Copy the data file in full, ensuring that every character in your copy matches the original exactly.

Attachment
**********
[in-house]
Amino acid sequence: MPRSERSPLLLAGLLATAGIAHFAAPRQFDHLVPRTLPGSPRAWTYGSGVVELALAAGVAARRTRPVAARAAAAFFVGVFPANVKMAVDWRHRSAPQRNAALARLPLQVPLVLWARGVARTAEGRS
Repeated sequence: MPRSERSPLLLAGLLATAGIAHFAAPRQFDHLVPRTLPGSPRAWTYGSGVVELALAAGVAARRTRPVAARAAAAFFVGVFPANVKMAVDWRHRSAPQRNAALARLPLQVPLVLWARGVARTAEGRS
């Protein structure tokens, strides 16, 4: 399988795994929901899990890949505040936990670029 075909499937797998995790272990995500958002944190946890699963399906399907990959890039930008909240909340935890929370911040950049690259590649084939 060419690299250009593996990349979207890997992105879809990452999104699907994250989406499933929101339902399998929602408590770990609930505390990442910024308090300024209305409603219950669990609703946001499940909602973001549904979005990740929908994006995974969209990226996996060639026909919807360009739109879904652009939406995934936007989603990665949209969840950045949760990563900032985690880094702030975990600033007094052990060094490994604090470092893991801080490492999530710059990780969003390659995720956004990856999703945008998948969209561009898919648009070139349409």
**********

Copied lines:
[in-house]
Amino acid sequence: MPRSERSPLLLAGLLATAGIAHFAAPRQFDHLVPRTLPGSPRAWTYGSGVVELALAAGVAARRTRPVAARAAAAFFVGVFPANVKMAVDWRHRSAPQRNAALARLPLQVPLVLWARGVARTAEGRS
Repeated sequence: MPRSERSPLLLAGLLATAGIAHFAAPRQFDHLVPRTLPGSPRAWTYGSGVVELALAAGVAARRTRPVAARAAAAFFVGVFPANVKMAVDWRHRSAPQRNAALARLPLQVPLVLWARGVARTAEGRS
């Protein structure tokens, strides 16, 4: 399988795994929901899990890949505040936990670029 075909499937797998995790272990995500958002944190946890699963399906399907990959890039930008909240909340935890929370911040950049690259590649084939 060419690299250009593996990349979207890997992105879809990452999104699907994250989406499933929101339902399998929602408590770990609930505390990442910024308090300024209305409603219950669990609703946001499940909602973001549904979005990740929908994006995974969209990226996996060639026909919807360009739109879904652009939406995934936007989603990665949209969840950045949760990563900032985690880094702030975990600033007094052990060094490994604090470092893991801080490492999530710059990780969003390659995720956004990856999703945008998948969209561009898919648009070139349409």